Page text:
The January 25 Revolution: lest we forget - Day 1: faith shall always win
Tuesday, January 25, 2011
On that day I am one of the many who don't think of joining the protests, I choose to be one of those following the events on television and social media rather than taking a positive action. Yes, I want to, but I am scared. Other people are not scared, thousands take to the streets in Cairo and elsewhere. The number of deployed Central Security Forces is probably unprecedented, but demonstrations coming from different parts of Cairo still make it to Tahrir Square, where it all began. Suddenly there are thousands of protesters, enough to call for something bigger, and so the chants for ousting Mubarak and bringing down his regime fill the air.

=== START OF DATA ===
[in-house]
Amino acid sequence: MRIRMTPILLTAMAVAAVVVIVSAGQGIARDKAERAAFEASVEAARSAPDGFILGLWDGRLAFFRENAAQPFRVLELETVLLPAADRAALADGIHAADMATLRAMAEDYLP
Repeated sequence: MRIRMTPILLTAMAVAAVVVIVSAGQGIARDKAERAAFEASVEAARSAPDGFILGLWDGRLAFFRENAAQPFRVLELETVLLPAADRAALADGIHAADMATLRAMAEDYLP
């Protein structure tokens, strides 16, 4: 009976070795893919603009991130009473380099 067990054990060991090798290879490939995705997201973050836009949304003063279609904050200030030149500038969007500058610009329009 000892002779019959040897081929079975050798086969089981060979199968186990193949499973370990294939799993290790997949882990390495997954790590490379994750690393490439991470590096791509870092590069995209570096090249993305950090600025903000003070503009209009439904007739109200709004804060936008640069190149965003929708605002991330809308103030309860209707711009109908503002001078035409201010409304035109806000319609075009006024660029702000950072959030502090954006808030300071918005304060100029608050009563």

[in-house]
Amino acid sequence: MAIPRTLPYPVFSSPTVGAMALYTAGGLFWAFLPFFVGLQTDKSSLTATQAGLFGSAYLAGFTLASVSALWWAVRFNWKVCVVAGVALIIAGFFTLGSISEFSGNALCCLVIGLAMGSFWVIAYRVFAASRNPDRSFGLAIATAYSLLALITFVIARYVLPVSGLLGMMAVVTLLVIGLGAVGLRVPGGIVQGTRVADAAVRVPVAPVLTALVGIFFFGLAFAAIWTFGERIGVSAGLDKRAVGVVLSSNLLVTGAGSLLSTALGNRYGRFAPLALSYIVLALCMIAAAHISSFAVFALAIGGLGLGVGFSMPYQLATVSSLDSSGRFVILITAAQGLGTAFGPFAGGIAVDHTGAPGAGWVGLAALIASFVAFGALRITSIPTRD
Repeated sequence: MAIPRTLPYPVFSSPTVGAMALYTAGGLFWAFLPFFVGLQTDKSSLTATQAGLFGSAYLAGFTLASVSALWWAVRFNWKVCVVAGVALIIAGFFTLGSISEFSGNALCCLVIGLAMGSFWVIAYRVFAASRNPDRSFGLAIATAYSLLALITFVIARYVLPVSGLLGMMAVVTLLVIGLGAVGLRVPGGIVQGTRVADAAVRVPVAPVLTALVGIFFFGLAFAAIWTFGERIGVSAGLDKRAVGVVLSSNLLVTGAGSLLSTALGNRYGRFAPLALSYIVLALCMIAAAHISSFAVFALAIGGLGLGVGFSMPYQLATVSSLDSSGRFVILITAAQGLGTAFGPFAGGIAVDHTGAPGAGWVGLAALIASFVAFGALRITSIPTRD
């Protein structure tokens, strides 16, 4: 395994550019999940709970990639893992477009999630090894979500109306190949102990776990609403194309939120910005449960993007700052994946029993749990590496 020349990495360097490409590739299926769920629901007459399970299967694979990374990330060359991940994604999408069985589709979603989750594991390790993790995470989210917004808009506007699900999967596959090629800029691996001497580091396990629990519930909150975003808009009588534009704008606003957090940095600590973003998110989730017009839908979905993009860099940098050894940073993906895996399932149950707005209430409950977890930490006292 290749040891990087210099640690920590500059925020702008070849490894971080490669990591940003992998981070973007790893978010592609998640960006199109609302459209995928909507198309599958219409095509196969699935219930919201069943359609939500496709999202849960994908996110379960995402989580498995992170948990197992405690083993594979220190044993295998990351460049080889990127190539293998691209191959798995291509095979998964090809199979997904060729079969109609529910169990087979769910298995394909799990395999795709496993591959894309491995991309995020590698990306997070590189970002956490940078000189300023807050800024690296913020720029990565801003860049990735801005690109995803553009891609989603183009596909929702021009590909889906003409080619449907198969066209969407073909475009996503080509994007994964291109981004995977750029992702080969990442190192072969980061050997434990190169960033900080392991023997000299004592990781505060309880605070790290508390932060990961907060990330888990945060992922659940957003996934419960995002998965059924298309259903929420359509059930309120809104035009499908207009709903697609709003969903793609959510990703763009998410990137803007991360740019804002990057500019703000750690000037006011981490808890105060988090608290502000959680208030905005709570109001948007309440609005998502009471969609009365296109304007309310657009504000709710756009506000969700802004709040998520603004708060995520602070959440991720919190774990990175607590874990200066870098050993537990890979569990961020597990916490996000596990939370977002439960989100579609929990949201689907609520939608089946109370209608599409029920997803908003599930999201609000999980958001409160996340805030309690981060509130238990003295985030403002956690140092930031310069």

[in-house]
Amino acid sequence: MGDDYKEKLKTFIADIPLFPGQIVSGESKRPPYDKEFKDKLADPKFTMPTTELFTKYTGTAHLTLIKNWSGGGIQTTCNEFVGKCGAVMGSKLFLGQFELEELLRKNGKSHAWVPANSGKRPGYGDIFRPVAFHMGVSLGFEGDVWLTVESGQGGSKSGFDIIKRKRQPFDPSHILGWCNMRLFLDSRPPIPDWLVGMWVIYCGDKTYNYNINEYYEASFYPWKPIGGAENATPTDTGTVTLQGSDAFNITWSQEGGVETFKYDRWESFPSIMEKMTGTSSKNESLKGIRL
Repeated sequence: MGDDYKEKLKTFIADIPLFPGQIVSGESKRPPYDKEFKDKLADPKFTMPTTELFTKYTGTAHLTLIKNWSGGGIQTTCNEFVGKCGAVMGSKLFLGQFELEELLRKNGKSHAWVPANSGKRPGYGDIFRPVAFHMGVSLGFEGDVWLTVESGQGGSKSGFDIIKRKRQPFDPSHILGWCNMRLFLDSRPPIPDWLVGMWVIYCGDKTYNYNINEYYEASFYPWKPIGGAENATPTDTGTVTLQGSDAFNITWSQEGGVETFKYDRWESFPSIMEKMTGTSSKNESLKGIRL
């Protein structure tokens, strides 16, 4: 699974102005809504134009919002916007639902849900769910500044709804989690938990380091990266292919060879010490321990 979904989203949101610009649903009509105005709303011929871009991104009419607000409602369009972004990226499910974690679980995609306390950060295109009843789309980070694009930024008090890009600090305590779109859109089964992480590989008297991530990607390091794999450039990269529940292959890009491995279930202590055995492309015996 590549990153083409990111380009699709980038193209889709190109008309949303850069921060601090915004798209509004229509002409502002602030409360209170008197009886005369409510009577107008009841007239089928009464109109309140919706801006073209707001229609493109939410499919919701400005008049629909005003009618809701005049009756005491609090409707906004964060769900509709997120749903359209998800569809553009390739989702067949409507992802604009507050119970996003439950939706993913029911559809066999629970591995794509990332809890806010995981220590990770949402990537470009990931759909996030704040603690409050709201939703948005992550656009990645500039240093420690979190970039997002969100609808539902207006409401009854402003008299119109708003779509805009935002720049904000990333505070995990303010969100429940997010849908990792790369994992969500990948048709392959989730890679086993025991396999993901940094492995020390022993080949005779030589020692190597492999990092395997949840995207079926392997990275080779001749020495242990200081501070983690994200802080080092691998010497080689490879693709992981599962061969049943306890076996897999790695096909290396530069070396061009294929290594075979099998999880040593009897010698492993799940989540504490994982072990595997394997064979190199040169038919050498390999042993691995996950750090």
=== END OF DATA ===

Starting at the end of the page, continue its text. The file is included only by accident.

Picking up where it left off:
Television, as one would have expected, is a failure; there is almost no coverage of the protests. It is only Al Jazeera that is worth watching, but knowing that the Muslim Brotherhood are not taking part on that day, even Al Jazeera's coverage is far from sufficient. By midday, it becomes clear that social media is helping the protests by sharing their news and encouraging more to join, and so Twitter is blocked, together with some of the private newspapers' websites. Later, as the evening falls, protests start to make it to the evening news all over the world, except on Egyptian State Television.
Then it happens, in Suez a demonstrator is killed, and he becomes the flame that keeps this revolution burning until January 28.
This is the day many smell tear gas for the first time, and this is how the day ends. In Tahrir Square protesters decide to start a sit-in, but at night the CSF manages to violently disperse it, leaving millions of Egyptians not knowing what the fate of this still so young revolution will be. And this is where Suez plays its role.